lobbying, practice and profession of influencing governmental decisions, carried out by agents who present the concerns of special interests to legislators and administrators. The term originated in the United States of the 1830s, when representatives of interest groups tended to congregate in the lobbies of Congress and state legislatures. It is now used in a broader sense to include attempts to influence any governmental actions.
In the United States lobbying has become an accepted and ubiquitous part of the political system; while federal and state legislators are technically representatives of geographical areas, they spend much of their time with lobbyists, and can be said at times to be responding to interest groups rather than to their constituents, to the degree that legislation drafted by lobbyists is sometimes introduced. Organizations such as corporations, financial institutions, labor unions, professional associations, educational groups, medical interests, farm alliances, and various public interest and social issue groups like Common Cause, Mothers Against Drunk Driving, the National Abortion and Reproductive Rights Action League, the National Rifle Association, and the National Coalition for the Homeless maintain permanent lobbies in Washington and in state capitals to protect and further their interests. Lobbyists often deal directly with governmental decisionmakers, supplying technical information, making political threats or promises, and supplying friendship, entertainment, and other favors. Their indirect methods include the use of the mass media and mailing and telephone campaigns (some purporting to come from the "grass roots" ) and the organization of campaign funding vehicles known as political action committees (PACs).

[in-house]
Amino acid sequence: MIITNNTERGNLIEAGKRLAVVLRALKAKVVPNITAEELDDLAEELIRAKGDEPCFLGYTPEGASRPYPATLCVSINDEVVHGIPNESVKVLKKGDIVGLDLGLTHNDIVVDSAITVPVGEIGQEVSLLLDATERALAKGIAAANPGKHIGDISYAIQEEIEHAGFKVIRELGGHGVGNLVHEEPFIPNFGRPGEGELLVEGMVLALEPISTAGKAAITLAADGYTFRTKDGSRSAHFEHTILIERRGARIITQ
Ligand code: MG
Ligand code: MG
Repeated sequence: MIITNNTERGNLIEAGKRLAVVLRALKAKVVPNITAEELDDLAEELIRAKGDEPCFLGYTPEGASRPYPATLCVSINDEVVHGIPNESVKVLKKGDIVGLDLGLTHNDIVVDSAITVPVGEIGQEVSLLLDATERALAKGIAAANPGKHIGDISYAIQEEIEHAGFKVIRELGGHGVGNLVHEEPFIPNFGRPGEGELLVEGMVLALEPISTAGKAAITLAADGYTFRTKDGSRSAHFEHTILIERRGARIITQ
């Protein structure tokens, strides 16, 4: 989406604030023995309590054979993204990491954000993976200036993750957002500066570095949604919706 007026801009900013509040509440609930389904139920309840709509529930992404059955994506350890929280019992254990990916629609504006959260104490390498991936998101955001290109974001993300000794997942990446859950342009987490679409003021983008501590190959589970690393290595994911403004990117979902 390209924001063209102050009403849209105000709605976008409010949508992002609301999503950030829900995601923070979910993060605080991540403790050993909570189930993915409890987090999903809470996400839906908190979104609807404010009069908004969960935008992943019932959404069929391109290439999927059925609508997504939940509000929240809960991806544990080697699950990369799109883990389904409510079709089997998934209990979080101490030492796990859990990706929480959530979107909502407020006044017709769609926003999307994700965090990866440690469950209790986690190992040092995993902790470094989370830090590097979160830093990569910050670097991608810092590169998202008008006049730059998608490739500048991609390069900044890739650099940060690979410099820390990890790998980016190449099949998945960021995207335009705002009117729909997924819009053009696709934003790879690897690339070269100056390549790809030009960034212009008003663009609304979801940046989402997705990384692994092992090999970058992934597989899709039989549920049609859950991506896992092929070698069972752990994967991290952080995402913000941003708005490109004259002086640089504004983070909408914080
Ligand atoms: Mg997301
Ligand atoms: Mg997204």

The potential for corruption, especially bribery of officials, has given lobbying an unsavory connotation and has led to many attempts to regulate it, first at the state and later at the national level. The basic federal law has been the Regulation of Lobbying Act of 1946, which requires registration of and regular financial reports from all individuals and agents seeking to influence legislation. In 1995, Congress passed a new bill intended to strengthen registration and disclosure requirements and to include within the definition of "lobbyist" some, e.g., lawyers, who had not previously been so designated.
See V. O. Key, Politics, Parties and Pressure Groups (5th ed. 1964); A. M. Scott et al., Congress and Lobbies (1966); S. Farkas, Urban Lobbying (1971); G. Wooton, Interest Groups (1971); M. T. Hayes, Lobbyists and Legislators (1984); C. Barnes, The Politics of Policy-Making and Pressure Groups (1987); R. G. Kaiser, So Damn Much Money (2009).